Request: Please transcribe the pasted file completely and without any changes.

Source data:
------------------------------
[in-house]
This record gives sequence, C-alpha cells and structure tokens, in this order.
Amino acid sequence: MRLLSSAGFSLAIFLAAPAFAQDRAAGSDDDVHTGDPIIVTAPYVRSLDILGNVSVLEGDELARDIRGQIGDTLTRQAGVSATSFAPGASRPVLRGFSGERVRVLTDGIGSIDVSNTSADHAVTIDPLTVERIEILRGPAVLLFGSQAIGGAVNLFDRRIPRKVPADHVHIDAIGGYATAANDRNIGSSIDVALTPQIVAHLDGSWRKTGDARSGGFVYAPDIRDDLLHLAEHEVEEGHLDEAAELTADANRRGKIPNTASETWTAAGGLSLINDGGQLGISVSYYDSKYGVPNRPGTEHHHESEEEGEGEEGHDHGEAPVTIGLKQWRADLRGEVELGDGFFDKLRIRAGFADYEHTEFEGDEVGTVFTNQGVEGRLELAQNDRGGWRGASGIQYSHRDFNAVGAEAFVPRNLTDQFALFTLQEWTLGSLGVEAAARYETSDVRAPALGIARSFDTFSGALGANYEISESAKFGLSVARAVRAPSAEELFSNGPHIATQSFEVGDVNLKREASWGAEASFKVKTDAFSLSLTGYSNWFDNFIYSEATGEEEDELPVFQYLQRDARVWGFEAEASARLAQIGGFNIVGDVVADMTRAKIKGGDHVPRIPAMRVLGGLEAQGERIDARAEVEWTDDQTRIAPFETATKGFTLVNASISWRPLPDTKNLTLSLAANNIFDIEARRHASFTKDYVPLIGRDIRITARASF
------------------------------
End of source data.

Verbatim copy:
[in-house]
This record gives sequence, C-alpha cells and structure tokens, in this order.
Amino acid sequence: MRLLSSAGFSLAIFLAAPAFAQDRAAGSDDDVHTGDPIIVTAPYVRSLDILGNVSVLEGDELARDIRGQIGDTLTRQAGVSATSFAPGASRPVLRGFSGERVRVLTDGIGSIDVSNTSADHAVTIDPLTVERIEILRGPAVLLFGSQAIGGAVNLFDRRIPRKVPADHVHIDAIGGYATAANDRNIGSSIDVALTPQIVAHLDGSWRKTGDARSGGFVYAPDIRDDLLHLAEHEVEEGHLDEAAELTADANRRGKIPNTASETWTAAGGLSLINDGGQLGISVSYYDSKYGVPNRPGTEHHHESEEEGEGEEGHDHGEAPVTIGLKQWRADLRGEVELGDGFFDKLRIRAGFADYEHTEFEGDEVGTVFTNQGVEGRLELAQNDRGGWRGASGIQYSHRDFNAVGAEAFVPRNLTDQFALFTLQEWTLGSLGVEAAARYETSDVRAPALGIARSFDTFSGALGANYEISESAKFGLSVARAVRAPSAEELFSNGPHIATQSFEVGDVNLKREASWGAEASFKVKTDAFSLSLTGYSNWFDNFIYSEATGEEEDELPVFQYLQRDARVWGFEAEASARLAQIGGFNIVGDVVADMTRAKIKGGDHVPRIPAMRVLGGLEAQGERIDARAEVEWTDDQTRIAPFETATKGFTLVNASISWRPLPDTKNLTLSLAANNIFDIEARRHASFTKDYVPLIGRDIRITARASF